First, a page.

The White House is now 'furiously backpedaling' after promoting gun background check legislation
Will President Donald Trump support background checks on firearms sales? At this point, it's not even clear if the White House has enough internal coherence to claim he even has any position at all on the matter.
News broke Wednesday morning, originally from the conservative Daily Caller reporter Amber Athey, that White House Legislative Affairs Director Eric Ueland, along with Attorney General Bill Barr, brought a proposal for expanded background checks modeled off the Manchin-Toomey bill to GOP lawmakers on Capitol Hill:
But after these discussions became public, the White House quickly began pushing back.
Spokesman Hogan Gidley said that the fact that Ueland — who is, again, the White House legislative affairs director — was promoting the legislation wasn't "even close" to suggesting that the president backed the idea, CNN's Elaina Plott reported.
"This is why you *very* rarely saw former legislative director Shahira Knight get into specifics with lawmakers on policy ideas, or circulate ANYTHING in writing," Plott added on Twitter. "She felt her job was only to communicate POTUS's position in that moment alone, nothing more, nothing less, always with the caveat that it could change tomorrow."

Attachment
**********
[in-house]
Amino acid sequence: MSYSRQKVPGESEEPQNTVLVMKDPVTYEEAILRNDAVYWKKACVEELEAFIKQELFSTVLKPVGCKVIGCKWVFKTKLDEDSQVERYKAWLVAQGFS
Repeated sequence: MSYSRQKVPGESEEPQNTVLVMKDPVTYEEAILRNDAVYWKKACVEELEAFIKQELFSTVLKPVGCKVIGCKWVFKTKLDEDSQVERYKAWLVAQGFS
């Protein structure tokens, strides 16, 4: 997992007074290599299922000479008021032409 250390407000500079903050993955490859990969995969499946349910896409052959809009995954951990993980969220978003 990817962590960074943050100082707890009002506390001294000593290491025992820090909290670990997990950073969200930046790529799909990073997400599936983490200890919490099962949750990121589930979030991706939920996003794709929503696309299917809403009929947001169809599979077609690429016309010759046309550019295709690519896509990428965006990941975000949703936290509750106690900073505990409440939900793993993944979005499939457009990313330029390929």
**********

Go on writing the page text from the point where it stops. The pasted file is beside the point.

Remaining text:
The New York Times' Annie Karni reported that Gidley added: “That is not a White House document, and any suggestion to contrary is completely false."
Also worth looking at the fact that the meetings were held with the more conservative members of the House and Sena… https://t.co/gSYF9QADHZ— Amber Athey (@Amber Athey)1568833957.0
"The classic move on gun policy from this White House: Initial openness to look at changes Repubs have previously opposed, followed by furious backpedaling once someone clues them in that there's blowback from the gun-rights crew," observed Bulwark writer Andew Egger.
We've seen this play out before, after the Parkland shooting and the recent massacres in El Paso, Texas, and Dayton, Ohio. Trump suggests he wants to move forward with gun legislation, but he backs off after the initial shock has faded and the gun lobby reasserts itself.
So what happened here? It's not even clear that Trump knew the legislation was being floated — it's possible that Barr and Ueland were freelancing, taking the temperature of lawmakers to what might be doable. But regardless of how it originated, someone, presumably a GOP lawmaker or someone with connections to one, leaked the discussions to the Daily Caller, presumably to stir up conservative blowback or perhaps in another effort to test the waters.
Now, the White House is back to form: deny, deny, deny, and do nothing about gun violence.